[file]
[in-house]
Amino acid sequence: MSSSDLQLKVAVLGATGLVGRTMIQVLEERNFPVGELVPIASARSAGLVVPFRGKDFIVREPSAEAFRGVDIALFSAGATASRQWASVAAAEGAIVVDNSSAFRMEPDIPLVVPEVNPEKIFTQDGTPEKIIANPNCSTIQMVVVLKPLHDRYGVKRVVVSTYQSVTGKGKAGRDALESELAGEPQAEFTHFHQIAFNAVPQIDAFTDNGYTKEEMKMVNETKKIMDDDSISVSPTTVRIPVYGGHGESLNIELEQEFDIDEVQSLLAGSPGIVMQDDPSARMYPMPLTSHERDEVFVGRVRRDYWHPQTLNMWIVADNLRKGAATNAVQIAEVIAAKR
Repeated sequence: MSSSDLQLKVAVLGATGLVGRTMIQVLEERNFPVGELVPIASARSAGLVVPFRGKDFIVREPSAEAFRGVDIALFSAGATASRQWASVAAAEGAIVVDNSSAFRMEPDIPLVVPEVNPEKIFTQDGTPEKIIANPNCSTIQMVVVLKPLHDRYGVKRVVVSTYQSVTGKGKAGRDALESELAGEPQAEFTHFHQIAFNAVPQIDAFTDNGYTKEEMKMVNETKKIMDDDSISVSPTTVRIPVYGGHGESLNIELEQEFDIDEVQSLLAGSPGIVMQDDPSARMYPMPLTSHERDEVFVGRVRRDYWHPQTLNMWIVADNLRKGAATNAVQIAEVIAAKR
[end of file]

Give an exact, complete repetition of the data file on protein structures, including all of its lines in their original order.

[in-house]
Amino acid sequence: MSSSDLQLKVAVLGATGLVGRTMIQVLEERNFPVGELVPIASARSAGLVVPFRGKDFIVREPSAEAFRGVDIALFSAGATASRQWASVAAAEGAIVVDNSSAFRMEPDIPLVVPEVNPEKIFTQDGTPEKIIANPNCSTIQMVVVLKPLHDRYGVKRVVVSTYQSVTGKGKAGRDALESELAGEPQAEFTHFHQIAFNAVPQIDAFTDNGYTKEEMKMVNETKKIMDDDSISVSPTTVRIPVYGGHGESLNIELEQEFDIDEVQSLLAGSPGIVMQDDPSARMYPMPLTSHERDEVFVGRVRRDYWHPQTLNMWIVADNLRKGAATNAVQIAEVIAAKR
Repeated sequence: MSSSDLQLKVAVLGATGLVGRTMIQVLEERNFPVGELVPIASARSAGLVVPFRGKDFIVREPSAEAFRGVDIALFSAGATASRQWASVAAAEGAIVVDNSSAFRMEPDIPLVVPEVNPEKIFTQDGTPEKIIANPNCSTIQMVVVLKPLHDRYGVKRVVVSTYQSVTGKGKAGRDALESELAGEPQAEFTHFHQIAFNAVPQIDAFTDNGYTKEEMKMVNETKKIMDDDSISVSPTTVRIPVYGGHGESLNIELEQEFDIDEVQSLLAGSPGIVMQDDPSARMYPMPLTSHERDEVFVGRVRRDYWHPQTLNMWIVADNLRKGAATNAVQIAEVIAAKR